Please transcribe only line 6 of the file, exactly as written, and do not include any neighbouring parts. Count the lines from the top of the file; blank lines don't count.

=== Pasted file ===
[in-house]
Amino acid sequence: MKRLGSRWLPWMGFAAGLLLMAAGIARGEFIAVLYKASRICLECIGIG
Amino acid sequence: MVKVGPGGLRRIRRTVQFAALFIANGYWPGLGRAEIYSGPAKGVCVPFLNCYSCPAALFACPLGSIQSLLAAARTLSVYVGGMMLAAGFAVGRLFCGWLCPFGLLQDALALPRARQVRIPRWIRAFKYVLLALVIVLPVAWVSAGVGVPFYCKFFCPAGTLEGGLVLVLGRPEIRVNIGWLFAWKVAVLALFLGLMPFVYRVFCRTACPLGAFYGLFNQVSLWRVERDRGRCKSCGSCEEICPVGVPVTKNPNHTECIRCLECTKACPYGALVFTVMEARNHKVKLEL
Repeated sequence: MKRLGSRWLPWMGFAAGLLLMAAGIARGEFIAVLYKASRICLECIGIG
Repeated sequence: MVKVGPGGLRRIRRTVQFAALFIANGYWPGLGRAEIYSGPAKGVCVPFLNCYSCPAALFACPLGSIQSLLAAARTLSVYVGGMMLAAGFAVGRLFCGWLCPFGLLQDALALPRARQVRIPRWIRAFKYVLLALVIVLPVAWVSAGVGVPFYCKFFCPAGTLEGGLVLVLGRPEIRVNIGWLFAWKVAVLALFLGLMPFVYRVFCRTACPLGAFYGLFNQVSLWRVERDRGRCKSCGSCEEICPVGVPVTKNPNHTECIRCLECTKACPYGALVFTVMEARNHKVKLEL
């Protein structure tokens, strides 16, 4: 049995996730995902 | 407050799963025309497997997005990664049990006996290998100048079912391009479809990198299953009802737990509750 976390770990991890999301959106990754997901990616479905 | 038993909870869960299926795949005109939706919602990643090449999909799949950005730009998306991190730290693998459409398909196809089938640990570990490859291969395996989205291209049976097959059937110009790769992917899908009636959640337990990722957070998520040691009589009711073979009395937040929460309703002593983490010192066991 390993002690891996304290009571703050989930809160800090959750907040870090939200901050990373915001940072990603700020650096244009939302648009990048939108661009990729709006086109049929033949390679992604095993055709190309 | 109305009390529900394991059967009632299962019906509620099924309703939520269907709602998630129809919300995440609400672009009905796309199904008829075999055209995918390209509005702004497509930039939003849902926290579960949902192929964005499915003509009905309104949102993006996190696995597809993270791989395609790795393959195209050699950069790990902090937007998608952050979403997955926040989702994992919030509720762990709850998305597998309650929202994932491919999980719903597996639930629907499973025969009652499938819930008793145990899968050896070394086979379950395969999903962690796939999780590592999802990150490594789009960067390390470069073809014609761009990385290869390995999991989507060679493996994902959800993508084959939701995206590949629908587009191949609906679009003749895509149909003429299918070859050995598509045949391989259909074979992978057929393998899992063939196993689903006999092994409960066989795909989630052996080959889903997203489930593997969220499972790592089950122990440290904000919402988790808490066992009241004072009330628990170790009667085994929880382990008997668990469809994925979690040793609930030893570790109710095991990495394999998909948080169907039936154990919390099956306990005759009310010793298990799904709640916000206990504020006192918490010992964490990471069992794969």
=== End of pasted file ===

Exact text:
């Protein structure tokens, strides 16, 4: 049995996730995902 | 407050799963025309497997997005990664049990006996290998100048079912391009479809990198299953009802737990509750 976390770990991890999301959106990754997901990616479905 | 038993909870869960299926795949005109939706919602990643090449999909799949950005730009998306991190730290693998459409398909196809089938640990570990490859291969395996989205291209049976097959059937110009790769992917899908009636959640337990990722957070998520040691009589009711073979009395937040929460309703002593983490010192066991 390993002690891996304290009571703050989930809160800090959750907040870090939200901050990373915001940072990603700020650096244009939302648009990048939108661009990729709006086109049929033949390679992604095993055709190309 | 109305009390529900394991059967009632299962019906509620099924309703939520269907709602998630129809919300995440609400672009009905796309199904008829075999055209995918390209509005702004497509930039939003849902926290579960949902192929964005499915003509009905309104949102993006996190696995597809993270791989395609790795393959195209050699950069790990902090937007998608952050979403997955926040989702994992919030509720762990709850998305597998309650929202994932491919999980719903597996639930629907499973025969009652499938819930008793145990899968050896070394086979379950395969999903962690796939999780590592999802990150490594789009960067390390470069073809014609761009990385290869390995999991989507060679493996994902959800993508084959939701995206590949629908587009191949609906679009003749895509149909003429299918070859050995598509045949391989259909074979992978057929393998899992063939196993689903006999092994409960066989795909989630052996080959889903997203489930593997969220499972790592089950122990440290904000919402988790808490066992009241004072009330628990170790009667085994929880382990008997668990469809994925979690040793609930030893570790109710095991990495394999998909948080169907039936154990919390099956306990005759009310010793298990799904709640916000206990504020006192918490010992964490990471069992794969």